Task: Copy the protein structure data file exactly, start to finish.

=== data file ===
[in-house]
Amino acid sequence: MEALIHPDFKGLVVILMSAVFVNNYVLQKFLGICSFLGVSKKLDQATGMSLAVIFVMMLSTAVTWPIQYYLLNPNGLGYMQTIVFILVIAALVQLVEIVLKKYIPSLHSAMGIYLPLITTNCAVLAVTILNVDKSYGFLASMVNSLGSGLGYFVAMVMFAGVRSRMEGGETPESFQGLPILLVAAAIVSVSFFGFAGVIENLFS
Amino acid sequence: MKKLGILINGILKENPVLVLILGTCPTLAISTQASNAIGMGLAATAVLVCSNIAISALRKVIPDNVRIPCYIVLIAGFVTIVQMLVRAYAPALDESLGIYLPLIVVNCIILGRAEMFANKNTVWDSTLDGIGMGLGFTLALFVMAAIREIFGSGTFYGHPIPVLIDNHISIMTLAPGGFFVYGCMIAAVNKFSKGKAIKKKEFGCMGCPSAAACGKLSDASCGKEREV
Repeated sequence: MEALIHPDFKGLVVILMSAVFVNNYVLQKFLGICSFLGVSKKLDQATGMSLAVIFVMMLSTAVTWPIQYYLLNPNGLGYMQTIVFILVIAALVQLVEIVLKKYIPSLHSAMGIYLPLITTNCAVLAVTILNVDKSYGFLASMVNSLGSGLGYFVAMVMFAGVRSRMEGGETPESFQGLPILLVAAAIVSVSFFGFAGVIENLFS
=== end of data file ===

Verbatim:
[in-house]
Amino acid sequence: MEALIHPDFKGLVVILMSAVFVNNYVLQKFLGICSFLGVSKKLDQATGMSLAVIFVMMLSTAVTWPIQYYLLNPNGLGYMQTIVFILVIAALVQLVEIVLKKYIPSLHSAMGIYLPLITTNCAVLAVTILNVDKSYGFLASMVNSLGSGLGYFVAMVMFAGVRSRMEGGETPESFQGLPILLVAAAIVSVSFFGFAGVIENLFS
Amino acid sequence: MKKLGILINGILKENPVLVLILGTCPTLAISTQASNAIGMGLAATAVLVCSNIAISALRKVIPDNVRIPCYIVLIAGFVTIVQMLVRAYAPALDESLGIYLPLIVVNCIILGRAEMFANKNTVWDSTLDGIGMGLGFTLALFVMAAIREIFGSGTFYGHPIPVLIDNHISIMTLAPGGFFVYGCMIAAVNKFSKGKAIKKKEFGCMGCPSAAACGKLSDASCGKEREV
Repeated sequence: MEALIHPDFKGLVVILMSAVFVNNYVLQKFLGICSFLGVSKKLDQATGMSLAVIFVMMLSTAVTWPIQYYLLNPNGLGYMQTIVFILVIAALVQLVEIVLKKYIPSLHSAMGIYLPLITTNCAVLAVTILNVDKSYGFLASMVNSLGSGLGYFVAMVMFAGVRSRMEGGETPESFQGLPILLVAAAIVSVSFFGFAGVIENLFS